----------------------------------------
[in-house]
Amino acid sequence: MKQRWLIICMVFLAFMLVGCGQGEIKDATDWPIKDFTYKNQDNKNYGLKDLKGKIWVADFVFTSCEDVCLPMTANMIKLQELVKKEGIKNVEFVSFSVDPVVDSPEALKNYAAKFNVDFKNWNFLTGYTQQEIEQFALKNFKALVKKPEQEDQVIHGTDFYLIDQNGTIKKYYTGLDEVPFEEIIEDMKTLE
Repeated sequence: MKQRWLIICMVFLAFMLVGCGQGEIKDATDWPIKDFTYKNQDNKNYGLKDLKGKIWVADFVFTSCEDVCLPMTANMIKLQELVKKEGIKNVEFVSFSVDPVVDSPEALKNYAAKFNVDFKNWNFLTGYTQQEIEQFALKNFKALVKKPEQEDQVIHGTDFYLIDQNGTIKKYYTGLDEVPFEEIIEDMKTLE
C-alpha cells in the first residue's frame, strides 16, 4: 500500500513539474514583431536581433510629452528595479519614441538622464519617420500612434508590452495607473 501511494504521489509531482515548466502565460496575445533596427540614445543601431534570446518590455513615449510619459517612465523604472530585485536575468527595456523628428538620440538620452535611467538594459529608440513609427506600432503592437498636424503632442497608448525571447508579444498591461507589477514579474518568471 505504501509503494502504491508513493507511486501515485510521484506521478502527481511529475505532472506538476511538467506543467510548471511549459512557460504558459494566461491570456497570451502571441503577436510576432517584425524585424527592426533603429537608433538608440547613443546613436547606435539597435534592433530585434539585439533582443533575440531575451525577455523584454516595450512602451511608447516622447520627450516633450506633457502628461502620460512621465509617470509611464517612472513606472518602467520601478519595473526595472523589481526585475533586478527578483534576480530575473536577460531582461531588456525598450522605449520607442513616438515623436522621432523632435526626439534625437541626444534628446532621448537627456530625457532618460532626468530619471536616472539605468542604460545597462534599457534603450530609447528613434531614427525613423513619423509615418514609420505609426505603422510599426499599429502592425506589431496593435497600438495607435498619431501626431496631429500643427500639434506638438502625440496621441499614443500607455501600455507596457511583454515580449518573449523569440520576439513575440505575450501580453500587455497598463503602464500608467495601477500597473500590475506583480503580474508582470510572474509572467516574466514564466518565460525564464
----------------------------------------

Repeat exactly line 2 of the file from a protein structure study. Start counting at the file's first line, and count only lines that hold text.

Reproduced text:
Amino acid sequence: MKQRWLIICMVFLAFMLVGCGQGEIKDATDWPIKDFTYKNQDNKNYGLKDLKGKIWVADFVFTSCEDVCLPMTANMIKLQELVKKEGIKNVEFVSFSVDPVVDSPEALKNYAAKFNVDFKNWNFLTGYTQQEIEQFALKNFKALVKKPEQEDQVIHGTDFYLIDQNGTIKKYYTGLDEVPFEEIIEDMKTLE